The legacy of weapons grade plutonium production: Health status of Hanford complex workers who manage the waste


The extent and etiology of health effects in workers who maintain underground storage tanks at the Hanford Nuclear Reservation (Hanford) have been subjects of controversy and concern for several decades. Hanford is a decommissioned nuclear production complex managed by the US Department of Energy in southeast Washington State. This integration-of-evidence review evaluates the relationship between exposure to vapors from mixed chemical and radioactive waste stored in underground storage tanks at Hanford and worker health. Hanford workers’ health information was gathered from technical reports, media reports, and published literature, including the systematic search of seven databases. This review describes the health status and health concerns of Hanford tank farm workers based on the integration of the available health effects data from disparate sources. In interviews with external groups, Hanford workers reported both irritant-type symptoms and diseases that they believe are attributable to tank farm vapors. However, the results of this integration-of-evidence review indicated that no pervasive pattern of occupational disease was identified that can be associated with exposure to tank farm vapors. Inhalation exposure to asbestos and beryllium is associated with lung disease from various types of nuclear industry work but not from work on tank farms. This review concluded that while irritant-type symptoms and isolated cases of occupational disease are plausible under certain conditions, the currently available data do not support a pervasive pattern of occupational disease associated with vapor exposure.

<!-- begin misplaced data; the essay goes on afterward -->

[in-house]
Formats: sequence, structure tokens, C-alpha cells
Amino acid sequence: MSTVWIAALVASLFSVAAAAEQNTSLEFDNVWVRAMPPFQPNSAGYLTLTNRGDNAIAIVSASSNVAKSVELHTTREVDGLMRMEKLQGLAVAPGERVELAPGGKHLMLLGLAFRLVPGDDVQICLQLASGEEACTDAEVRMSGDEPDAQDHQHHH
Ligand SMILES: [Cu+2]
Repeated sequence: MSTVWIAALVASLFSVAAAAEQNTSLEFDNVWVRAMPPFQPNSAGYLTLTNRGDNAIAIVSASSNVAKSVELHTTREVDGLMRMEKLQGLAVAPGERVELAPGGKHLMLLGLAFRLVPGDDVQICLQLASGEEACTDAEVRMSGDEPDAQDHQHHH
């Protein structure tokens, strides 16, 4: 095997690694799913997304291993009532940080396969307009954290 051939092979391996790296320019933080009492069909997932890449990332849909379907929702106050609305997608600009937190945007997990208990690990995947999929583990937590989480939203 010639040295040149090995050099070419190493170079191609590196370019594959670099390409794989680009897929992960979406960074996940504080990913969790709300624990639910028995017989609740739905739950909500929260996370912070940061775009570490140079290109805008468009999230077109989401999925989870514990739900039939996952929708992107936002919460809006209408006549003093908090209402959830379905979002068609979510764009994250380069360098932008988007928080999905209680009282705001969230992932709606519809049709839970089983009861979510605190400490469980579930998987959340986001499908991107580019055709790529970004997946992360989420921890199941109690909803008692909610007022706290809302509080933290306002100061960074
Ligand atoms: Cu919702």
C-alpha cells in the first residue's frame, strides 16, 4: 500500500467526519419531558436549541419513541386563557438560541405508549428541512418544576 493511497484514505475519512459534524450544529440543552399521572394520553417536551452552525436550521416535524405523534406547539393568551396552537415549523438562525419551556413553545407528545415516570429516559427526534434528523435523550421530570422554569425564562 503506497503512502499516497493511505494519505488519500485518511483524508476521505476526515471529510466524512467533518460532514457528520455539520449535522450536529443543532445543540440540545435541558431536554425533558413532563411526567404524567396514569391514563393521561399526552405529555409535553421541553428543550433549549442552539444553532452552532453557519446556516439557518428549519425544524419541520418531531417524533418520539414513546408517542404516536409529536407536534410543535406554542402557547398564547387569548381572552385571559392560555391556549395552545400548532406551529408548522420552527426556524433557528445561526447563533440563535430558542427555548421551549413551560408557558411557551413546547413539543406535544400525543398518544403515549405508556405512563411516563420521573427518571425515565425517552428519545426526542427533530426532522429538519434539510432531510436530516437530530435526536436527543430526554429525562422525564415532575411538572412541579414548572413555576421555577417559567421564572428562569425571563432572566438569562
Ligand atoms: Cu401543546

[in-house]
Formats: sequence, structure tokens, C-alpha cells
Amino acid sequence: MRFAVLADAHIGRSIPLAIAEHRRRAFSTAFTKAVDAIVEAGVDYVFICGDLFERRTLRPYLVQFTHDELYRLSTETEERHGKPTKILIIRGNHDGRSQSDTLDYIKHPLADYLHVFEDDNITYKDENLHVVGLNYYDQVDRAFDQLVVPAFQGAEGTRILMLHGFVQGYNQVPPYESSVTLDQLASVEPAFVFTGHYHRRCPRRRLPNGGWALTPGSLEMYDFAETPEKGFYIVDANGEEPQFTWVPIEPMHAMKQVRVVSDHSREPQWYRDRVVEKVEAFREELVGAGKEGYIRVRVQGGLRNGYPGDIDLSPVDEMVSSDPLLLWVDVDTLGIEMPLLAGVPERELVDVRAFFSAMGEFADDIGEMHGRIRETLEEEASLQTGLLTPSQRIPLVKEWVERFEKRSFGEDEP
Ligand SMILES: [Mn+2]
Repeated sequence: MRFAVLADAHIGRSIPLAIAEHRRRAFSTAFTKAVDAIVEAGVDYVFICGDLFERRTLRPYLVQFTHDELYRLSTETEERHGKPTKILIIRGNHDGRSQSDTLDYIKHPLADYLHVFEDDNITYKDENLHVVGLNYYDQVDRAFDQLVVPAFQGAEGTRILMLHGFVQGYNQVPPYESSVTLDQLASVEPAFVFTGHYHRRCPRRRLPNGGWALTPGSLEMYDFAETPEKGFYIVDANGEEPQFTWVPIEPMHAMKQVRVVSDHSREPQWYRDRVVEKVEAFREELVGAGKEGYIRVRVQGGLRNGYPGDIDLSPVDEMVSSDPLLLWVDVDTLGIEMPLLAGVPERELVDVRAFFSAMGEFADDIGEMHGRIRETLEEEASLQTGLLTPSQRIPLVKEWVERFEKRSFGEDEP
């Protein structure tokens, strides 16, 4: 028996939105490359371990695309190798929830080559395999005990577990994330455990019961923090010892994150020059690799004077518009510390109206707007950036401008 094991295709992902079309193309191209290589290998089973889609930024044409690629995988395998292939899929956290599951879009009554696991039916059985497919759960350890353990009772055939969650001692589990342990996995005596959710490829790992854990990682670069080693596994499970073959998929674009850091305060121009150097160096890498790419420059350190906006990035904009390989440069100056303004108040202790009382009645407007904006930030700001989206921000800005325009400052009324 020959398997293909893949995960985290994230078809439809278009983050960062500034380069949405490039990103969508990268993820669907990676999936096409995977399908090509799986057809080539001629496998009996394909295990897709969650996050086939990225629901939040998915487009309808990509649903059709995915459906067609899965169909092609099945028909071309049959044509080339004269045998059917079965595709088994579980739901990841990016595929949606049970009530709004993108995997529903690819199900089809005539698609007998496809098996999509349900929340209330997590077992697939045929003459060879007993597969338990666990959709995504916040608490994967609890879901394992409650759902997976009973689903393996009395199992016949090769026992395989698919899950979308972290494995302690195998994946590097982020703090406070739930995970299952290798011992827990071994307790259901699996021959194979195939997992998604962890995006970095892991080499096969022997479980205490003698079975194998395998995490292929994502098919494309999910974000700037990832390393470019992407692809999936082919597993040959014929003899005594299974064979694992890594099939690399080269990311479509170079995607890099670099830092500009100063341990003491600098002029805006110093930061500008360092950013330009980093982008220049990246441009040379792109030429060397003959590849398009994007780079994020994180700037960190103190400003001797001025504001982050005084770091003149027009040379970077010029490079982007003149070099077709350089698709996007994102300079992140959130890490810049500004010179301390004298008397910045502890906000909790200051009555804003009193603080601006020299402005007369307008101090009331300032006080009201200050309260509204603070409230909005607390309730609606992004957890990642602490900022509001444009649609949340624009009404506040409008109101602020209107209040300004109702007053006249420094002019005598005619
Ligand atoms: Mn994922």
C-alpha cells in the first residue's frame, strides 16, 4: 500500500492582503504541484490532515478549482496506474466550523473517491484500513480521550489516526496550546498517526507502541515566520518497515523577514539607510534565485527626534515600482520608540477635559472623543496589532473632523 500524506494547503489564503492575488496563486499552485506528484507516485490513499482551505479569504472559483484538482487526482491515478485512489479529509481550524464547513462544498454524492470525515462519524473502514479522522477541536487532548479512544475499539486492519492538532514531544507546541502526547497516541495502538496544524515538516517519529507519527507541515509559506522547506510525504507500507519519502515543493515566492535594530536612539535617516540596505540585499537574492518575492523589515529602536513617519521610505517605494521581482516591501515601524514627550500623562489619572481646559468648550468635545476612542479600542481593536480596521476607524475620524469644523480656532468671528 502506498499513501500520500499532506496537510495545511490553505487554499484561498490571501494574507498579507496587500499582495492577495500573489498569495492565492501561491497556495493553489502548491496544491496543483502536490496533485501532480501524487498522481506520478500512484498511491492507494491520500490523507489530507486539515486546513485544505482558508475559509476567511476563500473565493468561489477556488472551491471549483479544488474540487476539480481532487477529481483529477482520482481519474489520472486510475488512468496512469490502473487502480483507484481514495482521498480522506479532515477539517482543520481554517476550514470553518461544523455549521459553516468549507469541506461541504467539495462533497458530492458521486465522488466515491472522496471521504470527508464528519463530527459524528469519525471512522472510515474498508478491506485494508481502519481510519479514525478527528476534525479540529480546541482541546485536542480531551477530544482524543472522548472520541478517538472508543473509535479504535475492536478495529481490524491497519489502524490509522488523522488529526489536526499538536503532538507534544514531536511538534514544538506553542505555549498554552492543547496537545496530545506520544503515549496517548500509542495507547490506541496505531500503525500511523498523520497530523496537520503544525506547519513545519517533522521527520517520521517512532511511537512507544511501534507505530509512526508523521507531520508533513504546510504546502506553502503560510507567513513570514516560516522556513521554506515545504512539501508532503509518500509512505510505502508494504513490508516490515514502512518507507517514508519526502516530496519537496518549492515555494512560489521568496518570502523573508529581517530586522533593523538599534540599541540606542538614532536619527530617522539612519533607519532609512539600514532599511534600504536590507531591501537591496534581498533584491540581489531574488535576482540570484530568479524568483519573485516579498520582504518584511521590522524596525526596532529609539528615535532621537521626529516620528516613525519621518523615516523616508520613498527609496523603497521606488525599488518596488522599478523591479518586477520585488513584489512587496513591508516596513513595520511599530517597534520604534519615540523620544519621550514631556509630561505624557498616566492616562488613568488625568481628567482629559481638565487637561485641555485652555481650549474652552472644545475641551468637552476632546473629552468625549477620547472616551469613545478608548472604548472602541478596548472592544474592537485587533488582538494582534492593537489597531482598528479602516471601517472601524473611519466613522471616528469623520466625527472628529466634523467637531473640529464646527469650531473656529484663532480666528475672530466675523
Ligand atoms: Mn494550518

Authors: Debra Cherry, Elizabeth Friedman, Melissa Vincent, Andrew Maier
; Full Source: Toxicology and industrial health 2021 Apr 15;748233721996555. doi: 10.1177/0748233721996555.